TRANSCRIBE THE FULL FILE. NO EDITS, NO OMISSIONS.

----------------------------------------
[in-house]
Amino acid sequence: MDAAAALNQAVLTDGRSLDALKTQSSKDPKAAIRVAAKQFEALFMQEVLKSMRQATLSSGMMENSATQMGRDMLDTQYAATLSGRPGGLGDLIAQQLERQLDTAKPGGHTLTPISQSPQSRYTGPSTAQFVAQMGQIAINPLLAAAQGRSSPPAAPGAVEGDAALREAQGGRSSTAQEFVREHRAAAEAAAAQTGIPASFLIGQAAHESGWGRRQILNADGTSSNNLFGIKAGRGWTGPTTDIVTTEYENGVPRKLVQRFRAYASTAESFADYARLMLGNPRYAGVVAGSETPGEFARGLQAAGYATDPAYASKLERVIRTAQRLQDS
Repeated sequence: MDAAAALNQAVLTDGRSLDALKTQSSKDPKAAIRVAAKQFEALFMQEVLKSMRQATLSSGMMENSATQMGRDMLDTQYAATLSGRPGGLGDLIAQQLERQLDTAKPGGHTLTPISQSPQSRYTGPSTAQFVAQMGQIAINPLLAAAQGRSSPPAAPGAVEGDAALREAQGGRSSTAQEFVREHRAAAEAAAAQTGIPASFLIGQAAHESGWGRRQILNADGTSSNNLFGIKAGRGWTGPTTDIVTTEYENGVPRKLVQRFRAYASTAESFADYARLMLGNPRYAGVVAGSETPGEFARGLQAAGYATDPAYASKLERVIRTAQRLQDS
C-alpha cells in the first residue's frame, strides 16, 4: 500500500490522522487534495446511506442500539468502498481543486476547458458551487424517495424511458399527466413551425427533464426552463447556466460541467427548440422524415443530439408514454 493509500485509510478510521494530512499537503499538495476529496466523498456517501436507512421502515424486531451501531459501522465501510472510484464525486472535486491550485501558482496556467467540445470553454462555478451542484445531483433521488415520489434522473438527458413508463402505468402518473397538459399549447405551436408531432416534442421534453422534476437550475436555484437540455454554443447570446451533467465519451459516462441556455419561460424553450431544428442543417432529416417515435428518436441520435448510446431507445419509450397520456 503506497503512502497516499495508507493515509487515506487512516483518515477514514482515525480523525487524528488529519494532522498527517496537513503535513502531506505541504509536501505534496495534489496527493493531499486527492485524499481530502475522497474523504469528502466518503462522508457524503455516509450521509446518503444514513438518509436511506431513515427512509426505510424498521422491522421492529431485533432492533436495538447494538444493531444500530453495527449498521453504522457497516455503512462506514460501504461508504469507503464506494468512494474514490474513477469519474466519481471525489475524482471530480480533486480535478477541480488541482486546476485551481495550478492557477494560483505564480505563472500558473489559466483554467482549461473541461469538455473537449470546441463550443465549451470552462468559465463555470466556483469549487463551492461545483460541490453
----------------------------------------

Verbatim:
[in-house]
Amino acid sequence: MDAAAALNQAVLTDGRSLDALKTQSSKDPKAAIRVAAKQFEALFMQEVLKSMRQATLSSGMMENSATQMGRDMLDTQYAATLSGRPGGLGDLIAQQLERQLDTAKPGGHTLTPISQSPQSRYTGPSTAQFVAQMGQIAINPLLAAAQGRSSPPAAPGAVEGDAALREAQGGRSSTAQEFVREHRAAAEAAAAQTGIPASFLIGQAAHESGWGRRQILNADGTSSNNLFGIKAGRGWTGPTTDIVTTEYENGVPRKLVQRFRAYASTAESFADYARLMLGNPRYAGVVAGSETPGEFARGLQAAGYATDPAYASKLERVIRTAQRLQDS
Repeated sequence: MDAAAALNQAVLTDGRSLDALKTQSSKDPKAAIRVAAKQFEALFMQEVLKSMRQATLSSGMMENSATQMGRDMLDTQYAATLSGRPGGLGDLIAQQLERQLDTAKPGGHTLTPISQSPQSRYTGPSTAQFVAQMGQIAINPLLAAAQGRSSPPAAPGAVEGDAALREAQGGRSSTAQEFVREHRAAAEAAAAQTGIPASFLIGQAAHESGWGRRQILNADGTSSNNLFGIKAGRGWTGPTTDIVTTEYENGVPRKLVQRFRAYASTAESFADYARLMLGNPRYAGVVAGSETPGEFARGLQAAGYATDPAYASKLERVIRTAQRLQDS
C-alpha cells in the first residue's frame, strides 16, 4: 500500500490522522487534495446511506442500539468502498481543486476547458458551487424517495424511458399527466413551425427533464426552463447556466460541467427548440422524415443530439408514454 493509500485509510478510521494530512499537503499538495476529496466523498456517501436507512421502515424486531451501531459501522465501510472510484464525486472535486491550485501558482496556467467540445470553454462555478451542484445531483433521488415520489434522473438527458413508463402505468402518473397538459399549447405551436408531432416534442421534453422534476437550475436555484437540455454554443447570446451533467465519451459516462441556455419561460424553450431544428442543417432529416417515435428518436441520435448510446431507445419509450397520456 503506497503512502497516499495508507493515509487515506487512516483518515477514514482515525480523525487524528488529519494532522498527517496537513503535513502531506505541504509536501505534496495534489496527493493531499486527492485524499481530502475522497474523504469528502466518503462522508457524503455516509450521509446518503444514513438518509436511506431513515427512509426505510424498521422491522421492529431485533432492533436495538447494538444493531444500530453495527449498521453504522457497516455503512462506514460501504461508504469507503464506494468512494474514490474513477469519474466519481471525489475524482471530480480533486480535478477541480488541482486546476485551481495550478492557477494560483505564480505563472500558473489559466483554467482549461473541461469538455473537449470546441463550443465549451470552462468559465463555470466556483469549487463551492461545483460541490453